With Spinoff Underway, Encompass Home Health CEO Barb Jacobsmeyer Looks to Put Staffing Woes in Rearview

Barb Jacobsmeyer’s takeover of Encompass Health’s (NYSE: EHC) home health and hospice segment took place during abnormal times.

For starters, she was replacing a former CEO in April Anthony, who originally founded the segment. She also assumed the role in June, six months after Encompass Health had announced it was pursuing “strategic alternatives” for the segment.

And, of course, the COVID-19 pandemic was ongoing.


Previously the head of Encompass Health’s in-patient rehab business, Jacobsmeyer has had to learn quickly the differences that come with overseeing a remote workforce.

Nonetheless, she’s bullish on the staffing situation, perhaps more than most. She’ll be taking that head on as the segment begins to rebrand into the new publicly traded company “Enhabit Home Health & Hospice.”

Home Health Care News sat down with Jacobsmeyer for a one-on-one conversation at Home Care 100 to discuss her first year on the job, the rebranding and what else the future holds for her company.


You can read HHCN’s conversation with Jacobsmeyer below, edited for length and clarity.

HHCN: What has the the learning curve been like as you’ve adjusted to a role in home health and hospice? What are the starkest differences from your former position?

Jacobsmeyer: The learning curve has definitely, for me, been about dealing with a mobile workforce. That’s really different than being able to make the rounds with all of your employees within a few hours.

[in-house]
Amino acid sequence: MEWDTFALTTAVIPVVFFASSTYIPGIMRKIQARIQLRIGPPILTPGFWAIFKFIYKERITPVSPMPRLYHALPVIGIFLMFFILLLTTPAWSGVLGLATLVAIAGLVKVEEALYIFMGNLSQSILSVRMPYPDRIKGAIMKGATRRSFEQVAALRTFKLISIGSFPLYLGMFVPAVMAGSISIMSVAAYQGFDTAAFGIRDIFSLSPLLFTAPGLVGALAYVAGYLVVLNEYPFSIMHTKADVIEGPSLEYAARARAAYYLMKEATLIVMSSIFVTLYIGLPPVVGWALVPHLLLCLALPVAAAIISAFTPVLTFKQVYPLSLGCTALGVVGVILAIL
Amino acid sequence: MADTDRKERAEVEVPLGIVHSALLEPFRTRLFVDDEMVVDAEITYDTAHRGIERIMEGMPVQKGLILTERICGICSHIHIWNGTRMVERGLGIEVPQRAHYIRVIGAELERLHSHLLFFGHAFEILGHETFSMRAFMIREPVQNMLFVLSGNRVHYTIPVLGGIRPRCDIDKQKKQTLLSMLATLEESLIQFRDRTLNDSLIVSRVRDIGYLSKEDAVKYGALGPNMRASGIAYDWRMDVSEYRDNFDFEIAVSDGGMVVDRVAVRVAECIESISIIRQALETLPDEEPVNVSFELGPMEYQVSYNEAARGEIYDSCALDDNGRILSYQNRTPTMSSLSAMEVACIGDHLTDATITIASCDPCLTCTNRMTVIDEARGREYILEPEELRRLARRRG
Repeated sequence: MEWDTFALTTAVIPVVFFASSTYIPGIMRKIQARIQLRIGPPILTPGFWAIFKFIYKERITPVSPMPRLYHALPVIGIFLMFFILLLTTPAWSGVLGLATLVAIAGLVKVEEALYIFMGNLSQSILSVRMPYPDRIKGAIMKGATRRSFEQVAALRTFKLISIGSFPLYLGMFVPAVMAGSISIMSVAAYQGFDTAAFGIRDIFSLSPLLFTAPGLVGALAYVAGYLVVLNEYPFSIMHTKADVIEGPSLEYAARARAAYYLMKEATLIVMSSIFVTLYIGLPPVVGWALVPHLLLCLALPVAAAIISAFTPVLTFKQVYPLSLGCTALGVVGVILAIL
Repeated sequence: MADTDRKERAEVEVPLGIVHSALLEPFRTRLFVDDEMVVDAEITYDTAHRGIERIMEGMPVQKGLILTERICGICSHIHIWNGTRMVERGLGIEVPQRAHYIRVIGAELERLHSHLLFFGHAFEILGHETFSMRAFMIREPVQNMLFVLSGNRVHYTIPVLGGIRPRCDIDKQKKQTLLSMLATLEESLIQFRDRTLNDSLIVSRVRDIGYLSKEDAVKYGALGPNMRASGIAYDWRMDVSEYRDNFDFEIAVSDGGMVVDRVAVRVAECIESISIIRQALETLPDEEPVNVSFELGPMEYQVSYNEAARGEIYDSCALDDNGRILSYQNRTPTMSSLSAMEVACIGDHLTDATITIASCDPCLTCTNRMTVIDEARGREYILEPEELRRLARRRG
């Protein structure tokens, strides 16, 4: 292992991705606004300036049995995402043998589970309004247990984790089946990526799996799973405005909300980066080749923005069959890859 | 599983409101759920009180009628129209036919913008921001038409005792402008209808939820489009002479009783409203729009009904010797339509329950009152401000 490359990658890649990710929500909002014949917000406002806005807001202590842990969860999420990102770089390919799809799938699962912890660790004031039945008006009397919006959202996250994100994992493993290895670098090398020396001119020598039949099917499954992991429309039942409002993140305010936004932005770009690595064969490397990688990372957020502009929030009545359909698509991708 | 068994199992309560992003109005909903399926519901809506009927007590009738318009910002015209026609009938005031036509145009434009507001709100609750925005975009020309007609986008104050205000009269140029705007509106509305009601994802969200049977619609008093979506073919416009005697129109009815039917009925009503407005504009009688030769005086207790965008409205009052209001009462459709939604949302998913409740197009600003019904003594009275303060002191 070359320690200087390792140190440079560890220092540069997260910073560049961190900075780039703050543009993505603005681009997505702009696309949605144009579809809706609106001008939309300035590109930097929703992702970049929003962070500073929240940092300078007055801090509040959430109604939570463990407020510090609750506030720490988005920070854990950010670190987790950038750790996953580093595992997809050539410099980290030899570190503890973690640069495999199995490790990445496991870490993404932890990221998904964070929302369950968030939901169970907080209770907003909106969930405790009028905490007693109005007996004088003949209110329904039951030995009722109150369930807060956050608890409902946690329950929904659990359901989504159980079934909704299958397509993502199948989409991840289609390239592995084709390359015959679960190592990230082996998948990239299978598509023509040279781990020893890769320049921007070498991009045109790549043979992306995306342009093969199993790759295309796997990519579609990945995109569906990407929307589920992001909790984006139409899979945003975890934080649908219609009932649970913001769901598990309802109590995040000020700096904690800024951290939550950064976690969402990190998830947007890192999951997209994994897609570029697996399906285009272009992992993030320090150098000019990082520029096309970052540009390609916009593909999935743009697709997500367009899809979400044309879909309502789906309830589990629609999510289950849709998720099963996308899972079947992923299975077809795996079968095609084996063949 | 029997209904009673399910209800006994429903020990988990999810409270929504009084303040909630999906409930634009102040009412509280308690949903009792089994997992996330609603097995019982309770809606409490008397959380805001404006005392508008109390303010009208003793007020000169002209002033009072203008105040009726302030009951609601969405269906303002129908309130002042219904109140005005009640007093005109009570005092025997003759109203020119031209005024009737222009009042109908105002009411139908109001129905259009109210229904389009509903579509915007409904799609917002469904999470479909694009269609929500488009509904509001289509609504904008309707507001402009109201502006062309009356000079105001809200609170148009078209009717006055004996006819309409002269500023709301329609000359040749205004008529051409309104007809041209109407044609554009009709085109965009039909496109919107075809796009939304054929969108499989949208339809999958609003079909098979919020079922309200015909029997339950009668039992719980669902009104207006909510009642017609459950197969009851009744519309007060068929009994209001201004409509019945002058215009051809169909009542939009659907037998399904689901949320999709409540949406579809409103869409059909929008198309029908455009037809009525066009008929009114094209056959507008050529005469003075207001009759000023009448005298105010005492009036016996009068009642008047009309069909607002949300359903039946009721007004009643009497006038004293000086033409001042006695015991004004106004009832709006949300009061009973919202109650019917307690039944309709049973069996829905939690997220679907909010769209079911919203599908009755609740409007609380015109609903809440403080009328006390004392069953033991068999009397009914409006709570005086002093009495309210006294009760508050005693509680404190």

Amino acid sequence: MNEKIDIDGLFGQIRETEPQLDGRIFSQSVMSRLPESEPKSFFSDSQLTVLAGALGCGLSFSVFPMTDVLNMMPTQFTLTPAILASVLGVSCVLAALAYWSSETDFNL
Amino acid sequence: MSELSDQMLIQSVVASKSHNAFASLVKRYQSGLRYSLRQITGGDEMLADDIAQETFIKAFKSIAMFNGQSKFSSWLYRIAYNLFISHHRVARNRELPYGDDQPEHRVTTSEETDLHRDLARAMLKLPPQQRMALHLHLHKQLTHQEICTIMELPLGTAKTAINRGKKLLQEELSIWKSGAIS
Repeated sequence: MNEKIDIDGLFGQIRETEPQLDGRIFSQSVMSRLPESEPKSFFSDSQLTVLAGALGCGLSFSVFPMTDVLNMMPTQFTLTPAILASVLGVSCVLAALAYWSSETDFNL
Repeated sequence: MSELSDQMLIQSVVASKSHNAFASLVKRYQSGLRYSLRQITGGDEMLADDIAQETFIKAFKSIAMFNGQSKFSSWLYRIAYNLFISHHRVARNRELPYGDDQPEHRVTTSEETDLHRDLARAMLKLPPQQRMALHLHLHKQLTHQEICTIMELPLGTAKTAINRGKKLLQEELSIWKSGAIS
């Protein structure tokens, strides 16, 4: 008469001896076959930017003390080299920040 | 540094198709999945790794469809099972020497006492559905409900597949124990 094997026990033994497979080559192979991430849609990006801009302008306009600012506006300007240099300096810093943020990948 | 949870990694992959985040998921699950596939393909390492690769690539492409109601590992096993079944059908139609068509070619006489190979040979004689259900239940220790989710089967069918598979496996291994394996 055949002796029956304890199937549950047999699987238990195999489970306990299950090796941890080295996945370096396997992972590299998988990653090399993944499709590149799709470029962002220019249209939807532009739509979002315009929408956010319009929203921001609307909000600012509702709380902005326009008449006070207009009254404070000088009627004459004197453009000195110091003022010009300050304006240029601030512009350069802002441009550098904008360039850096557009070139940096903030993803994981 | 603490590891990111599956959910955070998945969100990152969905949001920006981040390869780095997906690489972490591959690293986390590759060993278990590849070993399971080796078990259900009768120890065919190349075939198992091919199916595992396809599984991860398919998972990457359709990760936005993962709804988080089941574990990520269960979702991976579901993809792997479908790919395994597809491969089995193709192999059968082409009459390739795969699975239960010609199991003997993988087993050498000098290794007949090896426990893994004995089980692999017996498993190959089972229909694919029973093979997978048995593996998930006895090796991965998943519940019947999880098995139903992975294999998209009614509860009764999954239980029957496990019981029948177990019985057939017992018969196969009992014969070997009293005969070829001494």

But coming from the hospital side has helped me in that I know what I always expected from home health as a provider for my patients. And so I know what our team should take pride in and what we do really well in. I’m kind of able to approach it from a different direction and say, “Guys, take credit for all this great work that you’re doing, because that’s what your referral sources are looking for.”

I can help them see it from the other perspective, and I think that part has been helpful.

You just rounded out your executive team. Is having your team officially in place a relief, knowing that you guys are finally ready to move forward?

Yes. There’s never been an executive at the HR level in the organization. So we hired our first chief human resources officer, and that really complements the whole team.

It’s a nice blend of new people like myself and the CFO Crissy Carlisle, and then people that have been there for a long time, like our VP of operations and sales, as well as our strategy person. Those folks have been there for a long time. It’s just a nice blend of some folks with new ideas and some folks that have “been there, done it.” And it’s really a great feeling to have the whole team together.

On the recent Q4 earnings call, you seemed very optimistic about staffing, or at least as optimistic as you can be in this environment. Why is that the case?

I think it’s because I have been successful in the past there, when I’ve focused on retention and on employee engagement. I did that on the hospital side, and I’m bringing that focus to home health and hospice. 

I’ve challenged our team. We always talk about how hard it is to recruit. And I argue with them that we recruit thousands of nurses every year, and what we have to focus on is retention. Because if we can retain, then we’re just in such a better place. It doesn’t help us if we’re hiring, but we’re losing as many as we’re hiring.